Donor risk index = exp[(0.154 if 40≤ age <50) + (0.274 if 50≤ age <60) + (0.424 if 60≤ age <70) + (0.501 if 70 ≤ age) + (0.079 if COD = anoxia) + (0.145 if COD = CVA) + (0.184 if COD = other) + (0.176 if race = African American) + (0.126 if race = other) + (0.411 if DCD)+(0.422 if partial/split)+(0.066 ((170–height)/10))+(0.105 if regional share)+(0.244 if national share)+(0.010×cold time)]2.

The Scientific Registry for Transplant Recipients (SRTR) has proposed another risk adjusted allocation model in the format of a computer program to grade allografts and guide allocation that is based on both recipient and donor risk factors [3]. There are two additional models which integrate donor and recipient risk factors to predict patient [4] and graft survival [5], but they both use complex statistical equations to do so. Since offers of donor organs occur at all times of day from various sources, we felt that a simplified and practical system that is not based on complex calculations is still needed to rapidly assess the quality of offered donor livers. Furthermore, a simplified donor scoring system allows the clinician to form an accurate perspective on the relative risk of particular risk factors.


Study population

The UNOS provided de-identified patient-level data. Our analysis employed the liver registry with data collected by the Organ Procurement and Transplantation Network. This study includes all transplant recipients transplanted between March 1, 2002 and December 31, 2012. The latest data include follow-ups through December 31, 2012. Donor and recipient characteristics were collected at the time of transplantation. Follow-up information was collected at six months and then yearly after transplantation. In this retrospective study we have included all transplant recipients 18 years of age or older but excluded 1) recipients of combined or multi-visceral transplants (n=3,741) receiving; 2) recipients of livedonor allografts (n=2,189) and 3) patients with insufficient follow-up data for analysis (n=0). All patients were followed from the date of transplant until either death (n=12,852), retransplantation (n=2,821) or date of last known follow-up (n=31,812). After exclusions, this analysis included a total of 49,656 recipients.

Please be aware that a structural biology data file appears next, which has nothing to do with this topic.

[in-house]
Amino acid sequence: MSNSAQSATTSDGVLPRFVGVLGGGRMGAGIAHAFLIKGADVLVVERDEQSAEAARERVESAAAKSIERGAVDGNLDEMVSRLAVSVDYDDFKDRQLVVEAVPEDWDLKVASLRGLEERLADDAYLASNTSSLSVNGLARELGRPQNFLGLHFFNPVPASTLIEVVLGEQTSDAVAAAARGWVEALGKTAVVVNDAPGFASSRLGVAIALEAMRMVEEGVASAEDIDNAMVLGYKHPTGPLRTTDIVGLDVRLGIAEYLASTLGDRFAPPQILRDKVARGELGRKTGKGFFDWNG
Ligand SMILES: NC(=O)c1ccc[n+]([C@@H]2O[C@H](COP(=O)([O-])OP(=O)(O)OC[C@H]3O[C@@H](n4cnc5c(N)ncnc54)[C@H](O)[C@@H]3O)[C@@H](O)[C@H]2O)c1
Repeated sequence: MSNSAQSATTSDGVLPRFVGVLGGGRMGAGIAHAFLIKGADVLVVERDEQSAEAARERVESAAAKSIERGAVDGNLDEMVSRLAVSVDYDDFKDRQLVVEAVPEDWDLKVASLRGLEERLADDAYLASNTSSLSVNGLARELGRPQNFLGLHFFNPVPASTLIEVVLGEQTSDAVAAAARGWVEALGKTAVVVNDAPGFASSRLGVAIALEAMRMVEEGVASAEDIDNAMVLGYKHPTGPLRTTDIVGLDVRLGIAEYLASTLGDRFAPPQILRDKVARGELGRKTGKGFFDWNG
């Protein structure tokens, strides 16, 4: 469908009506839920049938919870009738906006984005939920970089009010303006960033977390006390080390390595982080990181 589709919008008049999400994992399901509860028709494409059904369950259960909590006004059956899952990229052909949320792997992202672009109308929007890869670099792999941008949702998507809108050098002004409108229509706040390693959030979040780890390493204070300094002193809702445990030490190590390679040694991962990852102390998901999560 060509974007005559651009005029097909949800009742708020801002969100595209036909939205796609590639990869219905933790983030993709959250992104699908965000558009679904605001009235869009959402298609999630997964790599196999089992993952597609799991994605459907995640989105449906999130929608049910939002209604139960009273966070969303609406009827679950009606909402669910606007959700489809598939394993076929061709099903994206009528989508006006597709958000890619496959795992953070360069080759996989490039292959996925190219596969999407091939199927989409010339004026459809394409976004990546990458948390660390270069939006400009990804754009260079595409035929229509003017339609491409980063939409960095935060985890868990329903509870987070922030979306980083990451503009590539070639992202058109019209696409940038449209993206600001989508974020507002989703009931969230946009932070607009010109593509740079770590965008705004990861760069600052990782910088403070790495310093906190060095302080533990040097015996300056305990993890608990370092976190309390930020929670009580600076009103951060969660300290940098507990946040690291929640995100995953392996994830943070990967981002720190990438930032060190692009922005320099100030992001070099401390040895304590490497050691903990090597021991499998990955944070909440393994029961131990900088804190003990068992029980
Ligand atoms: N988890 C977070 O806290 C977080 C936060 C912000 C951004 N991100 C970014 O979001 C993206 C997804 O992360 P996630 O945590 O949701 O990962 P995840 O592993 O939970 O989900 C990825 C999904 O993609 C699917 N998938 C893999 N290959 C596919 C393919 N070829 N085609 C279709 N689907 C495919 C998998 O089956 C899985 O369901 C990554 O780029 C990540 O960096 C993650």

Data analysis